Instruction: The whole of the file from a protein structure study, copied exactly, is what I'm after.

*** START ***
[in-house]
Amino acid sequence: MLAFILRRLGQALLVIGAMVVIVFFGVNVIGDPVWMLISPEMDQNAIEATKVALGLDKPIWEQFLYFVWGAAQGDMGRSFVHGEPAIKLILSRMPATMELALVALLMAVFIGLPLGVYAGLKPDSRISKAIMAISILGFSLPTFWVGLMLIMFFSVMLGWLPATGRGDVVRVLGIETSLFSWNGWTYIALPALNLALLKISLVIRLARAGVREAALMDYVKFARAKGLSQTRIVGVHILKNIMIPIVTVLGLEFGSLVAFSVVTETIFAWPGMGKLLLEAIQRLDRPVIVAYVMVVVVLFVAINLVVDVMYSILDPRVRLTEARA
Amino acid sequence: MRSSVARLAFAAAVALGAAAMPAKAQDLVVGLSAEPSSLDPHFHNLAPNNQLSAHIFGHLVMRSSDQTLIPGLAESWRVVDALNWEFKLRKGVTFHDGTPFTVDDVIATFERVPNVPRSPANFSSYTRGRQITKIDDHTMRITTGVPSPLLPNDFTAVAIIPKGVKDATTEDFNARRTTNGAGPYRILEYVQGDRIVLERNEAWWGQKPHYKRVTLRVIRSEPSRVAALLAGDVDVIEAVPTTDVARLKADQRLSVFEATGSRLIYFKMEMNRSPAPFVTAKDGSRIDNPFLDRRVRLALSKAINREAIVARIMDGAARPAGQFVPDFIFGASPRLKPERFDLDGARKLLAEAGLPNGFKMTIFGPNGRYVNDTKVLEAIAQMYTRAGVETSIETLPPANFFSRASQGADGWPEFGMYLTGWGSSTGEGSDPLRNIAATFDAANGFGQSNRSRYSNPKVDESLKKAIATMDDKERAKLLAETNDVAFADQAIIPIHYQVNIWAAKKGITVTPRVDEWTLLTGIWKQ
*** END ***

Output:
[in-house]
Amino acid sequence: MLAFILRRLGQALLVIGAMVVIVFFGVNVIGDPVWMLISPEMDQNAIEATKVALGLDKPIWEQFLYFVWGAAQGDMGRSFVHGEPAIKLILSRMPATMELALVALLMAVFIGLPLGVYAGLKPDSRISKAIMAISILGFSLPTFWVGLMLIMFFSVMLGWLPATGRGDVVRVLGIETSLFSWNGWTYIALPALNLALLKISLVIRLARAGVREAALMDYVKFARAKGLSQTRIVGVHILKNIMIPIVTVLGLEFGSLVAFSVVTETIFAWPGMGKLLLEAIQRLDRPVIVAYVMVVVVLFVAINLVVDVMYSILDPRVRLTEARA
Amino acid sequence: MRSSVARLAFAAAVALGAAAMPAKAQDLVVGLSAEPSSLDPHFHNLAPNNQLSAHIFGHLVMRSSDQTLIPGLAESWRVVDALNWEFKLRKGVTFHDGTPFTVDDVIATFERVPNVPRSPANFSSYTRGRQITKIDDHTMRITTGVPSPLLPNDFTAVAIIPKGVKDATTEDFNARRTTNGAGPYRILEYVQGDRIVLERNEAWWGQKPHYKRVTLRVIRSEPSRVAALLAGDVDVIEAVPTTDVARLKADQRLSVFEATGSRLIYFKMEMNRSPAPFVTAKDGSRIDNPFLDRRVRLALSKAINREAIVARIMDGAARPAGQFVPDFIFGASPRLKPERFDLDGARKLLAEAGLPNGFKMTIFGPNGRYVNDTKVLEAIAQMYTRAGVETSIETLPPANFFSRASQGADGWPEFGMYLTGWGSSTGEGSDPLRNIAATFDAANGFGQSNRSRYSNPKVDESLKKAIATMDDKERAKLLAETNDVAFADQAIIPIHYQVNIWAAKKGITVTPRVDEWTLLTGIWKQ